If you've never seen a single episode of Lost, I envy you. Not because it's a bad show--far from it, faaaar from it. Because you get to watch it, the whole thing, all the way through, for the first time. I'll never be able to see it for the first time again. But you better believe I'll watch it anyway.
Binge-watching an epic complete series is just the best, and a long weekend is a great time to become one with your couch and take a journey to another universe while shoving pretzels in your face episode after episode. Not that I'm planning to do that or anything. (Shh, I totally am.)
Before I had a TiVo, I once arrived at the airport 20 minutes before my flight took off, because I had to watch the Lost's first season finale before I could get in a cab. Seeing Jack, Hurley, Jin, Sun, Claire, Sayid, Charlie, Michael, Walt, Hurley, Shannon, Boone, and of course Locke file onto that plane and take off...chills. (And then I stepped onto the plane that would take me to New Jersey or wherever I was going. Not the best idea.)
You should not watch Lost, one of the best-written, best-acted, most frustratingly weird sci-fi series, 20 minutes before you have to get on a plane. But you should watch all six seasons on Netflix, Hulu Plus, and Amazon Prime. Whether you saw it on TV or not, it's fun to keep a tablet or laptop handy for frequently (okay, obsessively) looking up characters, connections, and theories on Lostpedia.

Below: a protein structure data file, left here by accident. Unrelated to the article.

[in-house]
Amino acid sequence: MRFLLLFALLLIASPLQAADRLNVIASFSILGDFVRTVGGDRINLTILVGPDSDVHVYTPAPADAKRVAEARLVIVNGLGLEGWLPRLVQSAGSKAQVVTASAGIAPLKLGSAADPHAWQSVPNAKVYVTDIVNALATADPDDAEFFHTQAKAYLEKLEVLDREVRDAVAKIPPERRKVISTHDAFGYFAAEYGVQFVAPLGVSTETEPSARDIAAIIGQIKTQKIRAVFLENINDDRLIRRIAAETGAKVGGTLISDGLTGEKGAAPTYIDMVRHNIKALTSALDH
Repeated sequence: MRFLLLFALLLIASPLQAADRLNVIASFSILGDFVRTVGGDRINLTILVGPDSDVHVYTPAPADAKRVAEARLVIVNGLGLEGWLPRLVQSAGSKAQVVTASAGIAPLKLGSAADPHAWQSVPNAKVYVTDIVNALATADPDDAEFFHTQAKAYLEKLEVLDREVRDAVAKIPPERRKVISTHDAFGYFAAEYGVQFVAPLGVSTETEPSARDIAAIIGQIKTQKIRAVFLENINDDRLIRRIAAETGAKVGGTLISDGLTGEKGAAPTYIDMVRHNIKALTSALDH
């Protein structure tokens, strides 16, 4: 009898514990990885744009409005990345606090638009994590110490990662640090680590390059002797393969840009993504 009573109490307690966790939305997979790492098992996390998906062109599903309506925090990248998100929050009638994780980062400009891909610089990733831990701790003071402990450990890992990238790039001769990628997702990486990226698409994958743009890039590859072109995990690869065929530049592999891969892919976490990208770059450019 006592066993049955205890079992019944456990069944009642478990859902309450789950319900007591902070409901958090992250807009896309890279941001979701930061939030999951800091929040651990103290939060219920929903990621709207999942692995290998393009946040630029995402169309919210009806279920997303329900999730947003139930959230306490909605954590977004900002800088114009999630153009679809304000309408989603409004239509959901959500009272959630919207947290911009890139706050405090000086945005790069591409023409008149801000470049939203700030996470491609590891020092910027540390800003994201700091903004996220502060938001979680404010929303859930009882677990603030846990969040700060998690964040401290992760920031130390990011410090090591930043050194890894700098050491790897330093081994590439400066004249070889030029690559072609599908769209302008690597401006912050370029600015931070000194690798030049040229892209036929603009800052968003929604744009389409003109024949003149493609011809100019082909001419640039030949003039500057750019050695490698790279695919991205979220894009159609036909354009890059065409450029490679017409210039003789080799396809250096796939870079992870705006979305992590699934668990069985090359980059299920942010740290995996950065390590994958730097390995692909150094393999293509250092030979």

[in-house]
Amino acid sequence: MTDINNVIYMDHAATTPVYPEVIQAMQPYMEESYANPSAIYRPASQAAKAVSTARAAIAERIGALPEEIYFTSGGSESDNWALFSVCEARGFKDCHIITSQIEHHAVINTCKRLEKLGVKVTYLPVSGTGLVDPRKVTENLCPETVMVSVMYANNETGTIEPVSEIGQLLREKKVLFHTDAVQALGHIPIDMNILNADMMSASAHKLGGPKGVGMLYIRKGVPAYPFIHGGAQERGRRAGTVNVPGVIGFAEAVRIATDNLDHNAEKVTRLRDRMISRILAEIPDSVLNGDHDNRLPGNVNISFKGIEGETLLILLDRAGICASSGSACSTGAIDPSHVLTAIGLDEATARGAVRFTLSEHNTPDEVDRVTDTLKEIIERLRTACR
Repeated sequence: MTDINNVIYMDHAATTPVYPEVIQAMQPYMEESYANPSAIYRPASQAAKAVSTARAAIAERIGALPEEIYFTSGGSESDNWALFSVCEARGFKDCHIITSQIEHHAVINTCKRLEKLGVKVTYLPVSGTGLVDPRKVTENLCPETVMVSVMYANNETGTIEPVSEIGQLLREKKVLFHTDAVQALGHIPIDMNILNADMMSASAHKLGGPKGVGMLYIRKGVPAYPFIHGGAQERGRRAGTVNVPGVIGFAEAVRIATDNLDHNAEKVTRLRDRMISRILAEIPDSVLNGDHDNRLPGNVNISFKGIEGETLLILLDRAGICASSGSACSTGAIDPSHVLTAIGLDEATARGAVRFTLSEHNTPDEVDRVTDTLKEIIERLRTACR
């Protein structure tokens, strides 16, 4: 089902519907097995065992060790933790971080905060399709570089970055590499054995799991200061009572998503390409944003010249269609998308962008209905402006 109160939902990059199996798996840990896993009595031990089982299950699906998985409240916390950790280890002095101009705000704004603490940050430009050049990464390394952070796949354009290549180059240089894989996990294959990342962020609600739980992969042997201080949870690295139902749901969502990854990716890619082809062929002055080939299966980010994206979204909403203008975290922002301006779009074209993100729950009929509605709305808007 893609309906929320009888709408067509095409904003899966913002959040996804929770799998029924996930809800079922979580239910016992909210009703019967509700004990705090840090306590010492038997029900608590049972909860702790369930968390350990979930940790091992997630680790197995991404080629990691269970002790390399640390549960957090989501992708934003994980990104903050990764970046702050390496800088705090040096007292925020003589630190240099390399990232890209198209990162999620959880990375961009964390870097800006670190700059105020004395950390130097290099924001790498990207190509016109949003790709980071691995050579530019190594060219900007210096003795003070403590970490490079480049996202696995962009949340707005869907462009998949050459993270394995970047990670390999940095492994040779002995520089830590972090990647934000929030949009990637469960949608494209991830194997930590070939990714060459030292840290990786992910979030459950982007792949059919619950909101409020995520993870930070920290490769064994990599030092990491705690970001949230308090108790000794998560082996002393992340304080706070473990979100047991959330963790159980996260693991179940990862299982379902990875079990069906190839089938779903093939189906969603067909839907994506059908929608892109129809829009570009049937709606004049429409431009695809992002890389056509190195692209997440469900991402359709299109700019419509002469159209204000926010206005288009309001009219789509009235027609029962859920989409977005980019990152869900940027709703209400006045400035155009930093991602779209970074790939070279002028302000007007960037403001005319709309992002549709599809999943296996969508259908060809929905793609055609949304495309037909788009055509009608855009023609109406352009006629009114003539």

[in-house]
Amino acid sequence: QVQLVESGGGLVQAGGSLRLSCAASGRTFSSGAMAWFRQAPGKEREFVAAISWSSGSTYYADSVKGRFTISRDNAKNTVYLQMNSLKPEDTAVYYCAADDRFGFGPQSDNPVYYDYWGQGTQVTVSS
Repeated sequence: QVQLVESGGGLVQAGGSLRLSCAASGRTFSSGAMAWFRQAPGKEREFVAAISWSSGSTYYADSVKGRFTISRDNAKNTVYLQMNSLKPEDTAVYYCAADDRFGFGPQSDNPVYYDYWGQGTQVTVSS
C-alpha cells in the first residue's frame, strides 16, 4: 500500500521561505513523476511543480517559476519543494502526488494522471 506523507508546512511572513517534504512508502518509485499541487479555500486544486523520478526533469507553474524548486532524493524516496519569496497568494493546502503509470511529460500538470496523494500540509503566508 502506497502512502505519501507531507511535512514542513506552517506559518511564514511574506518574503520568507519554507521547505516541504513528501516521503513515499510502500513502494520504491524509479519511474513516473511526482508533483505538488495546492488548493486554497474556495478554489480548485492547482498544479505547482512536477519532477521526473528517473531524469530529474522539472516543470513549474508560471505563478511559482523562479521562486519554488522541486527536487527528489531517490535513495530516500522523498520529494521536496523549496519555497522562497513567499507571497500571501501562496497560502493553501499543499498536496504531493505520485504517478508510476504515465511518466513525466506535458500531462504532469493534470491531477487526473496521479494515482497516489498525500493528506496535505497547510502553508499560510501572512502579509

Friday Night Lights
One of the best compliments I can give this show is that when my husband and I got a couple episodes from the end, neither of us wanted to finish it. We wanted that last season to go on forever. If you haven't watched it, don't worry that you need to like football to enjoy it, either. Friday Night Lights is the story of a tiny West Texas town that's simply crazy for high school football, but the characters are so relatable and the performances so touching, it turns out the football parts aren't the true heart of the show. (They sure are fun to watch, though.)
The show gets an extra layer of believability (and beauty) from being shot in real locations—as in, no soundstages, and using real locals as the extras. Then they blow that believability briefly with Landry's ridiculous season 2 subplot, but that's okay. By the time you get to the end of season 5, I bet you'll be wiping away real tears. Repeat viewers can spend their time thinking of possible plotlines for all the characters in the Friday Night Lights sequel film that totally needs to happen (but might not).
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